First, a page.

If we can identify what the herd is doing or is likely to be doing, then we can avoid the fleecing that they'll be subjected to and quite possibly even manage to improve our equity lines.

Mark Young

Founder,, home of the longest running technical analysis discussion forum on web.

12 thoughts on “Breaking Away From the Herd: A Contrarian View of the MACD

  1. Dan,

    What I'm saying is that you can trade shorter term against the MACD Cross-over. As others have noted, the MACD still has some utility, but you can generally trade in exact opposition to the most simplistic application and do OK.


    Sometimes, I trade for a "fake out" on some more obvious triangles. Note, I'm not part of Adam's "Trade the Triangle" service, but I am editor of ChartSmarts which does a lot of work with triangles and the like. They do work (and pretty well), but sometimes you have to look for an obvious angle to fade.


    I sincerely hope I didn't confuse anyone. I tried to keep it simple. This piece is a free public offering on someone else' blog. It is intended as a thought starter and a jumping off point. I tend to be much more voluminous in my publications or when I'm otherwise being compensated by people with a demonstrated interest and adequate expertise to exploit the ideas that I'm discussing. I don't give away all of my best stuff for free. Do you? 😉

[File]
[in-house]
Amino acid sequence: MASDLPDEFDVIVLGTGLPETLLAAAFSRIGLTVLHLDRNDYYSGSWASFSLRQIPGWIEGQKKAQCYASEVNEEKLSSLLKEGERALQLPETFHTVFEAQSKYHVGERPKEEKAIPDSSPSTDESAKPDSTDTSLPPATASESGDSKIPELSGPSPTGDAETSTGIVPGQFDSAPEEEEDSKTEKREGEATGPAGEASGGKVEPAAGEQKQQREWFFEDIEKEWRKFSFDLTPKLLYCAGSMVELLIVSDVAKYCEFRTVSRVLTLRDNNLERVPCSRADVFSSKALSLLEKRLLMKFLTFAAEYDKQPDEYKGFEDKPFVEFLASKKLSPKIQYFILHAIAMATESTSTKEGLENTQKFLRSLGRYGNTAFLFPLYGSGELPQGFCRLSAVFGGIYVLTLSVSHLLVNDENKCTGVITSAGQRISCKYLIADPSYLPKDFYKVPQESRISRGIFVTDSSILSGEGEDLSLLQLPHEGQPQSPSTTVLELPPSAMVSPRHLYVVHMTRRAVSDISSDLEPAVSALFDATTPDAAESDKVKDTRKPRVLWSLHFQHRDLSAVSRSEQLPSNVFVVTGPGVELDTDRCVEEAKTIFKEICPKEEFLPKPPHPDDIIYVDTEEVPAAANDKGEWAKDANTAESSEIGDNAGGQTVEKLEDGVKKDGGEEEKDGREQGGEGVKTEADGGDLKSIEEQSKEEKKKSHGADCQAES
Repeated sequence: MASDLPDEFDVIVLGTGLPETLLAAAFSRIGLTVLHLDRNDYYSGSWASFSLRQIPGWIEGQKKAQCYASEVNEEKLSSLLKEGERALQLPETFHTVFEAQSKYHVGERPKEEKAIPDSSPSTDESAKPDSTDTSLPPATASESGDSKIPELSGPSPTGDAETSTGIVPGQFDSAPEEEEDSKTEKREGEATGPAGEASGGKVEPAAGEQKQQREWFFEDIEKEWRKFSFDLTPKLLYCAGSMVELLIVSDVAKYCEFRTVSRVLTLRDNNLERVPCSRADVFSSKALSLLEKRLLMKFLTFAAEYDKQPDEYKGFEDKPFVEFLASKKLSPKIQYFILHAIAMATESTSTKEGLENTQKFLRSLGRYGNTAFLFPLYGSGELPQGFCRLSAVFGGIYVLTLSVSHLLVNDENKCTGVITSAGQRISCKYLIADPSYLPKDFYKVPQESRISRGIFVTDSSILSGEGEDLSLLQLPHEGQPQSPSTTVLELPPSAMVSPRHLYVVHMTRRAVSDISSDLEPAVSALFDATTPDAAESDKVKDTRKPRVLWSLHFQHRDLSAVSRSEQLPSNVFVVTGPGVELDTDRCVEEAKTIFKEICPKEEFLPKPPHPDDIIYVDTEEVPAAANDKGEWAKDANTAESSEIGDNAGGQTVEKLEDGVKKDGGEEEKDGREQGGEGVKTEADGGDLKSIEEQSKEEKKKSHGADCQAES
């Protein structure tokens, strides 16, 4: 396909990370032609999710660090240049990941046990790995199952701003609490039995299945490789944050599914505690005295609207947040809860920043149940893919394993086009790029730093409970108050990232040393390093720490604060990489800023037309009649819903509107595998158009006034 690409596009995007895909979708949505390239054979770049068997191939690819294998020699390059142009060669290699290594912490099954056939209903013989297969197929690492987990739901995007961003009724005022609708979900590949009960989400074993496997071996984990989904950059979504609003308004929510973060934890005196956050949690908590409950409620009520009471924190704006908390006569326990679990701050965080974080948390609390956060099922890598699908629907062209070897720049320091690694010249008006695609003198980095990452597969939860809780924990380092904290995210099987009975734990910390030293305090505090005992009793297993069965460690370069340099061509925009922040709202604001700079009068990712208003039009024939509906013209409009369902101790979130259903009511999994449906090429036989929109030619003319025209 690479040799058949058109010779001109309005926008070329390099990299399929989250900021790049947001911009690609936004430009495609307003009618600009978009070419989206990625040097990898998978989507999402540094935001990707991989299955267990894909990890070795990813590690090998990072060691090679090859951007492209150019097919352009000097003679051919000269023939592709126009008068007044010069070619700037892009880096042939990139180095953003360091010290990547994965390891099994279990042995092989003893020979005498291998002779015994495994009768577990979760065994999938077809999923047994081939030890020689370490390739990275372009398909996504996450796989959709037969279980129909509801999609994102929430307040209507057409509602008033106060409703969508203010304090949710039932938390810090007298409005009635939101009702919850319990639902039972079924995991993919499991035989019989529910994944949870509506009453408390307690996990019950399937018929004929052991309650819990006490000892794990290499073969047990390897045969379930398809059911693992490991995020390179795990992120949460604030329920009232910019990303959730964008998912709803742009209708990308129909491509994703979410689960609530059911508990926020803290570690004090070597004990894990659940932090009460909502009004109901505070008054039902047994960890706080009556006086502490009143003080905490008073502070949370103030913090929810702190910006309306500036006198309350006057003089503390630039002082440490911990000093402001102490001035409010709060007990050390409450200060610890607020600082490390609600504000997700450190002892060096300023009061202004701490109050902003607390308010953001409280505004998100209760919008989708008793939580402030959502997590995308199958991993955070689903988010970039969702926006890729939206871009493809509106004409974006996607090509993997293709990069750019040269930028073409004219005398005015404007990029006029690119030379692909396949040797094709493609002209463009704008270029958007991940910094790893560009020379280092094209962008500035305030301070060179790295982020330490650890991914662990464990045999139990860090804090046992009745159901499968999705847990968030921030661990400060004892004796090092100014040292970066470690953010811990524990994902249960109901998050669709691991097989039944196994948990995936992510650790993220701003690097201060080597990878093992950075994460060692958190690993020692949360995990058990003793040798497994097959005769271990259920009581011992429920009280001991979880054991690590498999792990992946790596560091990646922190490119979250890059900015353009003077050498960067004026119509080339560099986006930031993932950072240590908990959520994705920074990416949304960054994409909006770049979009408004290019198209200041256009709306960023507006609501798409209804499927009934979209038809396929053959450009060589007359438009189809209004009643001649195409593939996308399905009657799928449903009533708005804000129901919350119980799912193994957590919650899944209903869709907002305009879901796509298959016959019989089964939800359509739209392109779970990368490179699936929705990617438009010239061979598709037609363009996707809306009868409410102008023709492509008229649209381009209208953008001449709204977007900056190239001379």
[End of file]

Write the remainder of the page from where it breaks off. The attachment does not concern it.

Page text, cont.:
EXTREMELY good point! The most neglected aspect of trading is stop placement (and money management). Part of that is because it's boring and not as exciting as "picking the top" or hitting big winners. The fact of the matter is that most good traders make/keep more through good money management than through elegant analysis. I for one would love to see more attention directed to proper stop placement and money management.

    In fact, anyone who would like to offer their thoughts on money management should feel free to trot by and post on the Fearless Forecaster board. If we can get enough quality discussion going, we'll archive it in our Investors' University area.


    FWIW, I use cross-overs as signals unto themselves with merely a short-term trend indicator and a volume overlay. Obviously, though, any indicator can be greatly enhanced with multiple filters.

    Best to all,

    Mark Young

    1. Mark,